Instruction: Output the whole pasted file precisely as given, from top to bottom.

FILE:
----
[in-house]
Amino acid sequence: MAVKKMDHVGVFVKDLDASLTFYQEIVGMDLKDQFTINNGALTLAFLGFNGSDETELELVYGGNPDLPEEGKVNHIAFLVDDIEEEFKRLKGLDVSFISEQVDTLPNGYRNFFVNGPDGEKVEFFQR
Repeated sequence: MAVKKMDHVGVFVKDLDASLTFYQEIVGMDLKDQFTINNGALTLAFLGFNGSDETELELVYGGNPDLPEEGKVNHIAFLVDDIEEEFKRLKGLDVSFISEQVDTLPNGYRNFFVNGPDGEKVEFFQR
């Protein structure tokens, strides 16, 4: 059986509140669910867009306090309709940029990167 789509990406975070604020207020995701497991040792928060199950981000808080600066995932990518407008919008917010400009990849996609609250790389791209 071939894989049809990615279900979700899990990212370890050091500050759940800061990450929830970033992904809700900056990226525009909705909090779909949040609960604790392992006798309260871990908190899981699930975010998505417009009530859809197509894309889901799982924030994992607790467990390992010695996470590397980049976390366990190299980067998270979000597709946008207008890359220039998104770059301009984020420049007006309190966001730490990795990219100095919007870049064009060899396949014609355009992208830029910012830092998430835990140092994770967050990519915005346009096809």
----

[in-house]
Amino acid sequence: MAVKKMDHVGVFVKDLDASLTFYQEIVGMDLKDQFTINNGALTLAFLGFNGSDETELELVYGGNPDLPEEGKVNHIAFLVDDIEEEFKRLKGLDVSFISEQVDTLPNGYRNFFVNGPDGEKVEFFQR
Repeated sequence: MAVKKMDHVGVFVKDLDASLTFYQEIVGMDLKDQFTINNGALTLAFLGFNGSDETELELVYGGNPDLPEEGKVNHIAFLVDDIEEEFKRLKGLDVSFISEQVDTLPNGYRNFFVNGPDGEKVEFFQR
């Protein structure tokens, strides 16, 4: 059986509140669910867009306090309709940029990167 789509990406975070604020207020995701497991040792928060199950981000808080600066995932990518407008919008917010400009990849996609609250790389791209 071939894989049809990615279900979700899990990212370890050091500050759940800061990450929830970033992904809700900056990226525009909705909090779909949040609960604790392992006798309260871990908190899981699930975010998505417009009530859809197509894309889901799982924030994992607790467990390992010695996470590397980049976390366990190299980067998270979000597709946008207008890359220039998104770059301009984020420049007006309190966001730490990795990219100095919007870049064009060899396949014609355009992208830029910012830092998430835990140092994770967050990519915005346009096809």